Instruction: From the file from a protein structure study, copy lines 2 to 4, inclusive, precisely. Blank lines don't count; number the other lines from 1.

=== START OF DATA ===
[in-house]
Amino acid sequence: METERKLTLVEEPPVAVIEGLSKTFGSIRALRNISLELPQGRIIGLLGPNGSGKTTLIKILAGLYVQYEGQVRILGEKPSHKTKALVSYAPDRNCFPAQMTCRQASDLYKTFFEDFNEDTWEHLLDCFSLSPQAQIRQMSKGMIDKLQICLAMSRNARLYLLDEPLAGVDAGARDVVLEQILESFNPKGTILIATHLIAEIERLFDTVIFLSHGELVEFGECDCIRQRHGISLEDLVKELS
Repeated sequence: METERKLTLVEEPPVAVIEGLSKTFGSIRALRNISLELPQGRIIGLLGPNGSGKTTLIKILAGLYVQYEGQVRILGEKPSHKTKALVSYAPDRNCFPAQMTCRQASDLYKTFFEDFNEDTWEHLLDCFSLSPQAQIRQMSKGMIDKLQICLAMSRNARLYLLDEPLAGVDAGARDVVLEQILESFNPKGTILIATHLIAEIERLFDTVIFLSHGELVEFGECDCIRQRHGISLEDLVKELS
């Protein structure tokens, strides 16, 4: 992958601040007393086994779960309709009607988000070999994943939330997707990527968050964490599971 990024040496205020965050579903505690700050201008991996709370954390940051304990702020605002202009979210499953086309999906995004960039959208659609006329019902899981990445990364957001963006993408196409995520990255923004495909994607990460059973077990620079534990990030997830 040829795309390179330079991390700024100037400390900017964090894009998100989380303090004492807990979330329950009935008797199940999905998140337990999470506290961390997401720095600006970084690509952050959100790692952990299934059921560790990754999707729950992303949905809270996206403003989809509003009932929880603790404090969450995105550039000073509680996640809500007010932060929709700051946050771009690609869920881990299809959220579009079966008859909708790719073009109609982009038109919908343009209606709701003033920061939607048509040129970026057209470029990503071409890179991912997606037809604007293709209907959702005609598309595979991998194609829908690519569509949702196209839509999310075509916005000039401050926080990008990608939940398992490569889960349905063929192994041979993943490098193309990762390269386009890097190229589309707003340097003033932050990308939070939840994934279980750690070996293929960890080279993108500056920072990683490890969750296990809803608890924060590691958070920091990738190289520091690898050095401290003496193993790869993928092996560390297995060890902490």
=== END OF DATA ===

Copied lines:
Amino acid sequence: METERKLTLVEEPPVAVIEGLSKTFGSIRALRNISLELPQGRIIGLLGPNGSGKTTLIKILAGLYVQYEGQVRILGEKPSHKTKALVSYAPDRNCFPAQMTCRQASDLYKTFFEDFNEDTWEHLLDCFSLSPQAQIRQMSKGMIDKLQICLAMSRNARLYLLDEPLAGVDAGARDVVLEQILESFNPKGTILIATHLIAEIERLFDTVIFLSHGELVEFGECDCIRQRHGISLEDLVKELS
Repeated sequence: METERKLTLVEEPPVAVIEGLSKTFGSIRALRNISLELPQGRIIGLLGPNGSGKTTLIKILAGLYVQYEGQVRILGEKPSHKTKALVSYAPDRNCFPAQMTCRQASDLYKTFFEDFNEDTWEHLLDCFSLSPQAQIRQMSKGMIDKLQICLAMSRNARLYLLDEPLAGVDAGARDVVLEQILESFNPKGTILIATHLIAEIERLFDTVIFLSHGELVEFGECDCIRQRHGISLEDLVKELS
């Protein structure tokens, strides 16, 4: 992958601040007393086994779960309709009607988000070999994943939330997707990527968050964490599971 990024040496205020965050579903505690700050201008991996709370954390940051304990702020605002202009979210499953086309999906995004960039959208659609006329019902899981990445990364957001963006993408196409995520990255923004495909994607990460059973077990620079534990990030997830 040829795309390179330079991390700024100037400390900017964090894009998100989380303090004492807990979330329950009935008797199940999905998140337990999470506290961390997401720095600006970084690509952050959100790692952990299934059921560790990754999707729950992303949905809270996206403003989809509003009932929880603790404090969450995105550039000073509680996640809500007010932060929709700051946050771009690609869920881990299809959220579009079966008859909708790719073009109609982009038109919908343009209606709701003033920061939607048509040129970026057209470029990503071409890179991912997606037809604007293709209907959702005609598309595979991998194609829908690519569509949702196209839509999310075509916005000039401050926080990008990608939940398992490569889960349905063929192994041979993943490098193309990762390269386009890097190229589309707003340097003033932050990308939070939840994934279980750690070996293929960890080279993108500056920072990683490890969750296990809803608890924060590691958070920091990738190289520091690898050095401290003496193993790869993928092996560390297995060890902490």